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Episode 487: The Trouble With The Poverty Line

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Episode 487: The Trouble With The Poverty Line

Government

Episode 487: The Trouble With The Poverty Line

Episode 487: The Trouble With The Poverty Line

  • Download
  • <iframe src="https://www.npr.org/player/embed/224511346/224581758" width="100%" height="290" frameborder="0" scrolling="no" title="NPR embedded audio player">

Marion Matthew supports herself and her son in New York City on $23,000 a year. According to the government, she does not live in poverty. Pam Fessler/NPR hide caption

toggle caption Pam Fessler/NPR

Marion Matthew supports herself and her son in New York City on $23,000 a year. According to the government, she does not live in poverty.

Pam Fessler/NPR

According to the government, there are 46.5 million Americans who live below the poverty line. In other words, that's how many people are officially poor. But pretty much everyone who studies poverty agrees: The way we arrive at this figure is completely wrong.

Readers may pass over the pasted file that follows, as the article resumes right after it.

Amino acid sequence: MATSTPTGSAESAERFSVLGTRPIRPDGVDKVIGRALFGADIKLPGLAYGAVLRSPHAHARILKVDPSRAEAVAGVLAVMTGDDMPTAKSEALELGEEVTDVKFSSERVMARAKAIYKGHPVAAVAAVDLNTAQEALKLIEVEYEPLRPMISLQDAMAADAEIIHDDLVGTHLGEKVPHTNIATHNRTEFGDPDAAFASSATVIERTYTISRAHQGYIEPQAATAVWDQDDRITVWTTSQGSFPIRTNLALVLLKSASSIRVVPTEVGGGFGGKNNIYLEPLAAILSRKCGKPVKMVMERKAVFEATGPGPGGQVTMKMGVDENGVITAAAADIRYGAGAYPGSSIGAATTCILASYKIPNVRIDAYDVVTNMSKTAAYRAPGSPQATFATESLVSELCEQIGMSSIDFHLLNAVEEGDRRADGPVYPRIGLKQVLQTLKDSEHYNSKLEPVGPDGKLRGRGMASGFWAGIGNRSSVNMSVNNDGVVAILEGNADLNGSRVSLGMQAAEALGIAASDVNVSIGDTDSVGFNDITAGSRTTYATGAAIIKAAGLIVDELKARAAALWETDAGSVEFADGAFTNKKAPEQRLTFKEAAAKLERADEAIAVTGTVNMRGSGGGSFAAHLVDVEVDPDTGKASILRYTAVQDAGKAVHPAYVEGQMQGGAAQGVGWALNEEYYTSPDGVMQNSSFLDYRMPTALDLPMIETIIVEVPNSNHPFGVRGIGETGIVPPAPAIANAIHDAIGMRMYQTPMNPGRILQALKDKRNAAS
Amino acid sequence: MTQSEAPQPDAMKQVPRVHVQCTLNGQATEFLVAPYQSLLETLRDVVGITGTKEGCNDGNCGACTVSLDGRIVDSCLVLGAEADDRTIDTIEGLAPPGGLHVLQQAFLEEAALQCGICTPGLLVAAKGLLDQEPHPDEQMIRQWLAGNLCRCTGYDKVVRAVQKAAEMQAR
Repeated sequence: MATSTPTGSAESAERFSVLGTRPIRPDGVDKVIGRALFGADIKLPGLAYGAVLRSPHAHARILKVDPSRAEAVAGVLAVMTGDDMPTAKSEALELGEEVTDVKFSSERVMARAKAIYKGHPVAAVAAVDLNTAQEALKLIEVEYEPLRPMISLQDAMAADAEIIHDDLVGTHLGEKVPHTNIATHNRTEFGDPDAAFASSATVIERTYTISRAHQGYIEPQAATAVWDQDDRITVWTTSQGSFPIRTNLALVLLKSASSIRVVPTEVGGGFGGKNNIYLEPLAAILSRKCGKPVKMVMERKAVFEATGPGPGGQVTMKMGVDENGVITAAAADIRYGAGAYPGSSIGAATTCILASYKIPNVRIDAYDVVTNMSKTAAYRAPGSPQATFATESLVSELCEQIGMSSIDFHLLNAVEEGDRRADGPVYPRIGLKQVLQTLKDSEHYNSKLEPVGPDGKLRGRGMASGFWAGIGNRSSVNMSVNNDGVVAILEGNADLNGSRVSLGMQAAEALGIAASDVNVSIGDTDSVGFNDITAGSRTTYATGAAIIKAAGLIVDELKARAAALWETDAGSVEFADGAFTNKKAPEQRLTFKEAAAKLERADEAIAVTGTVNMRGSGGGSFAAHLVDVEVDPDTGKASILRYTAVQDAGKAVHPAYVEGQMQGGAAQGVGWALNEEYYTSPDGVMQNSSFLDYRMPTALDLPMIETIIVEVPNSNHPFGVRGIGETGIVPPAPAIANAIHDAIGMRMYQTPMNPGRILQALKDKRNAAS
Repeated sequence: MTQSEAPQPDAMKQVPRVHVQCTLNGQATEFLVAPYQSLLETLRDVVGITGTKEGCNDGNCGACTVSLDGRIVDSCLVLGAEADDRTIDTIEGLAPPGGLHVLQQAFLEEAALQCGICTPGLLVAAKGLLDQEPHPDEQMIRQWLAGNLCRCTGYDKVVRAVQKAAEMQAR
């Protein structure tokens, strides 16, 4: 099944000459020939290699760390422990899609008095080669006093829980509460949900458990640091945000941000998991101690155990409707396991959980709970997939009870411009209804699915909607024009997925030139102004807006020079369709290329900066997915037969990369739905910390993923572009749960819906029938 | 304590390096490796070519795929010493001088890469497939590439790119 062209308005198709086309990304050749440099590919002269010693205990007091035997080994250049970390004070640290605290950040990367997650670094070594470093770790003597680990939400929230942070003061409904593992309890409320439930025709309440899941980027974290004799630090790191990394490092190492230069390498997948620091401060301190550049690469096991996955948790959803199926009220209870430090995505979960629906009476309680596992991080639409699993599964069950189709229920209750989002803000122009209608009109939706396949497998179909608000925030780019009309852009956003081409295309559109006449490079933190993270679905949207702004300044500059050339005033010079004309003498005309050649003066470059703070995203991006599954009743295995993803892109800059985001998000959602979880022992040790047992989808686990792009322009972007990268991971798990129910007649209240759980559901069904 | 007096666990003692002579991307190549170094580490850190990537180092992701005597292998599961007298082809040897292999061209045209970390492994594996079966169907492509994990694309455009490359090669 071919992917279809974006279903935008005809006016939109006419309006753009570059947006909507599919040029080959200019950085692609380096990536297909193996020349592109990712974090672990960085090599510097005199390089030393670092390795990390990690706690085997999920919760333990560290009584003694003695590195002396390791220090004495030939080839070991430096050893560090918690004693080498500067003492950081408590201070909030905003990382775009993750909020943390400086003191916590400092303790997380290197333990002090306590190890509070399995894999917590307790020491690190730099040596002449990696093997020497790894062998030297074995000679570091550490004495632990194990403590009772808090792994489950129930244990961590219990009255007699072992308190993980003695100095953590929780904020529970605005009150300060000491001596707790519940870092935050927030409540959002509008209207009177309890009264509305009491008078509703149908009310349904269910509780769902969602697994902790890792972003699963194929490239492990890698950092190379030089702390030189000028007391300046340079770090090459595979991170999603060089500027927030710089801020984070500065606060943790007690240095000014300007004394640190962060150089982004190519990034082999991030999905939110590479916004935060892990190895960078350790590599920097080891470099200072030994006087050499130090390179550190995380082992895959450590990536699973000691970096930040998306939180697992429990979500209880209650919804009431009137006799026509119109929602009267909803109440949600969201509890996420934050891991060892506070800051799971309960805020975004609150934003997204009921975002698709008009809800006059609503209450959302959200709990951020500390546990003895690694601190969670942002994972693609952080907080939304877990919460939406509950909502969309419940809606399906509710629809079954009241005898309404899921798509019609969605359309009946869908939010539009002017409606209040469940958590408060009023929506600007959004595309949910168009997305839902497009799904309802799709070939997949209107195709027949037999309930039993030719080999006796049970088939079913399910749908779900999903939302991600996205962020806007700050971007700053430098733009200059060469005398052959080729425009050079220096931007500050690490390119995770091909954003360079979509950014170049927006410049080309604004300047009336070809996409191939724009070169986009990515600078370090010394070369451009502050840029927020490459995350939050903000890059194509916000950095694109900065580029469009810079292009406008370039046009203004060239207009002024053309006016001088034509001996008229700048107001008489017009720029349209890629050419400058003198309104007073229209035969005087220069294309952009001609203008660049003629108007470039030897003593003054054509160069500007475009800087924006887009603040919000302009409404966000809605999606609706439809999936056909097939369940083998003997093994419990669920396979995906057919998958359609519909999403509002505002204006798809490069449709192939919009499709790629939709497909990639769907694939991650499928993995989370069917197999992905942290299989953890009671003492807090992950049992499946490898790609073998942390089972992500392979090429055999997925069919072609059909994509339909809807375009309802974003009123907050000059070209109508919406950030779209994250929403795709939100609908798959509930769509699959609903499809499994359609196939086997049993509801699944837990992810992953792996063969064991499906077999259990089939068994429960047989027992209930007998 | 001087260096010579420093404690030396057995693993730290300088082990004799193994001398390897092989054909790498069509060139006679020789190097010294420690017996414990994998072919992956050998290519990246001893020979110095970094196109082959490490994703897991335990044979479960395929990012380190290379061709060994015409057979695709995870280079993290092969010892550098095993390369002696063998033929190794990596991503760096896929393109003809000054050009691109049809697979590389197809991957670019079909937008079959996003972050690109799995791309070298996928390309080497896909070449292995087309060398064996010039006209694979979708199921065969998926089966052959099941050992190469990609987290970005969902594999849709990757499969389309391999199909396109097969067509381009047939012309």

On today's show, we figure out how we got here, why still measure poverty in a way that so many people agree is wrong, and how could we do it better.

For more, see our stories:

* A College Kid, A Single Mom, And The Trouble With The Poverty Line

* The Poverty Rate Ignores Programs That Fight Poverty

Music: Local Natives' "Wide Eyes." Find us: Twitter/ Facebook/Spotify/ Tumblr. Download the Planet Money iPhone App.

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